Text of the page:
The biggest blow to Patty and Paddy came on 31st July 1992 when their world changed forever with the news of our Brother Jim’s sudden death. Things changed dramatically for both of them and pushed both of them into poor health. Losing a sibling is hard enough but to lose a child has to be the most harrowing thing ever to happen a parent. Jim was the apple of my mother’s eye and his death had a devastating effect on her.
But it was her profound faith that got her through that dreadful time and when Paddy retired from poor health a year later they became well known figures each morning walking down Clonmel Road to 10.30am mass.
When our dad became a resident of Strathmore Lodge Nursing home in mid 2010 Patty went live independently as a resident of Mount Carmel and in May 2012 she came under the care of Sarah McGrath and staff at Strathmore lodge. It was a huge wrench for Patty to leave her home at Clonmel Road but she knew that she would receive the best of care at Mount Carmel and Strathmore Lodge.
While living in Kilkenny in the late 1960’s Patty went to night classes to learn dress making and my memories during that time was of the Singer Sewing Machine of the Kitchen Table while she ran up a new dress pattern for herself or my sister.
Reading was her great love and she read the daily newspaper from back to front. The Callan Library next door was a god send to her and it was nothing unusual for her to read three books in a week. She continued that love of books in Strathmore and it is no exaggeration to say that she read hundreds of books right up to the week she passed away. There were evenings I would pay a visit to see her and there she was engrossed in a book. I would know if the book was a bit ‘Spicy’ because I would be dismissed fairly quickly. I never let on but I used to have a good laugh and delighted in the fact she had a very active mind still and such a strong heart.
Her health in those last five years had many ‘peaks and troughs’ but Patty always battled back and defied all logic in fact her Doctor, Jim Ryan said she was one of the most incredible patients he ever had under his care. Her great joy was her Grandchildren Amy and Jane and both those little ladies were a new beginning for Patty and Paddy after Jim's passing. The girls also reminded that Granny was a good cook but when it came to making gravy she was a disaster and too right they were, her ‘lumpy’ gravy was legendary in our house.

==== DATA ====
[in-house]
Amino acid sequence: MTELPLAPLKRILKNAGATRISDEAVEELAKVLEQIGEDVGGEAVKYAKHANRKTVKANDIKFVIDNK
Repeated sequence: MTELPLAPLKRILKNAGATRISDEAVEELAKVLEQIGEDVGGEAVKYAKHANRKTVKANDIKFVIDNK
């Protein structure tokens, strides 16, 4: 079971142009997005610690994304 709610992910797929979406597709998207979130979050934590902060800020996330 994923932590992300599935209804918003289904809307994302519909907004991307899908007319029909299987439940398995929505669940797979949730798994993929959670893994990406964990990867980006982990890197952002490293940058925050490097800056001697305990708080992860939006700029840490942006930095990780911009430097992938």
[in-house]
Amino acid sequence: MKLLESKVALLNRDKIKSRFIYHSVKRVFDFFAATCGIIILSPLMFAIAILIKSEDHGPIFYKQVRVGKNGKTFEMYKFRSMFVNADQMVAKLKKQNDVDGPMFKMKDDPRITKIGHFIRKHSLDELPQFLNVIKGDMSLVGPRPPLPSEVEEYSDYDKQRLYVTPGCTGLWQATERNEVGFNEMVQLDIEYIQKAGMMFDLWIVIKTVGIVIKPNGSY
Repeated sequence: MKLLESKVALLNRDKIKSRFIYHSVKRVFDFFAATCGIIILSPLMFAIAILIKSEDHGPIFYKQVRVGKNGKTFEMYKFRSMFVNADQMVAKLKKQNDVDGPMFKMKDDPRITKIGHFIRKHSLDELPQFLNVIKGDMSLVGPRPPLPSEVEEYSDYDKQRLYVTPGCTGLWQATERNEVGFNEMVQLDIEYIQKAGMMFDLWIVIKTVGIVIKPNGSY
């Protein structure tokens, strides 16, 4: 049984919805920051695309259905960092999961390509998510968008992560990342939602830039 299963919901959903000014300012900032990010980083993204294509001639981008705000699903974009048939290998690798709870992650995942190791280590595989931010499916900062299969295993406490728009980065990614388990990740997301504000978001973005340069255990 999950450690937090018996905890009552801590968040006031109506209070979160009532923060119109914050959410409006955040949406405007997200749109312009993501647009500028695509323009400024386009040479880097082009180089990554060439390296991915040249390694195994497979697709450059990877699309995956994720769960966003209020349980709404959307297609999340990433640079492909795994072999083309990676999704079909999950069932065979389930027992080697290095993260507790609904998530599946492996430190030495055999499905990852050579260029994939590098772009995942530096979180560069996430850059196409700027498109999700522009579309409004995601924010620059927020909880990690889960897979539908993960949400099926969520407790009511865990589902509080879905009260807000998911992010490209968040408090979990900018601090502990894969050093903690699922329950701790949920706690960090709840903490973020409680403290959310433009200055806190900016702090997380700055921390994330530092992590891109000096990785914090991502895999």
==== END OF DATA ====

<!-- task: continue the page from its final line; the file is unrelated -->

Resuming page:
She loved having young people around and our house was an open house. Friends loved coming because they knew there were always great treats at Stapleton’s. That was my mother Patty the woman with the biggest heart.
She went to meet Paddy at that Pattern dance again on the 14th October 2017 and no doubt they are reliving those dancing times together again. The meeting again with the ‘apple of her eye Jim’ will have been wonderful too and no doubt she is cooking those big Steaks which he loved all over again.
The passing of a mother has a huge effect on those left behind and the stark reality is that’s its final. As a good friend described it some years ago after the passing of both her parents, that she was an Orphan now and that's so true for Marguerite and myself, but heartened in the fact she gave us a good life to the point of spoiling us and she certainly did.
My wife Una was a regular visitor to see Patty and spent long periods with her during her time at Strathmore Lodge and it was fitting that Una was present along with her granddaughters Jane and Amy when Mam passed away.
Jim’s son Simon has only come into our lives in recent times but Patty would have been so proud of him and a couple of days after her passing her first Great grandchild Arthur James came into the world. Marguerites husband Nick the big Scots man was very fond of Patty and he will also miss her as will her sisters Peggy, Maura, Kathleen and her only surviving Brother in Law John along with many Nephews and nieces.
Patty’s months mind mass takes place at the 6.30pm mass on Saturday next 2nd December.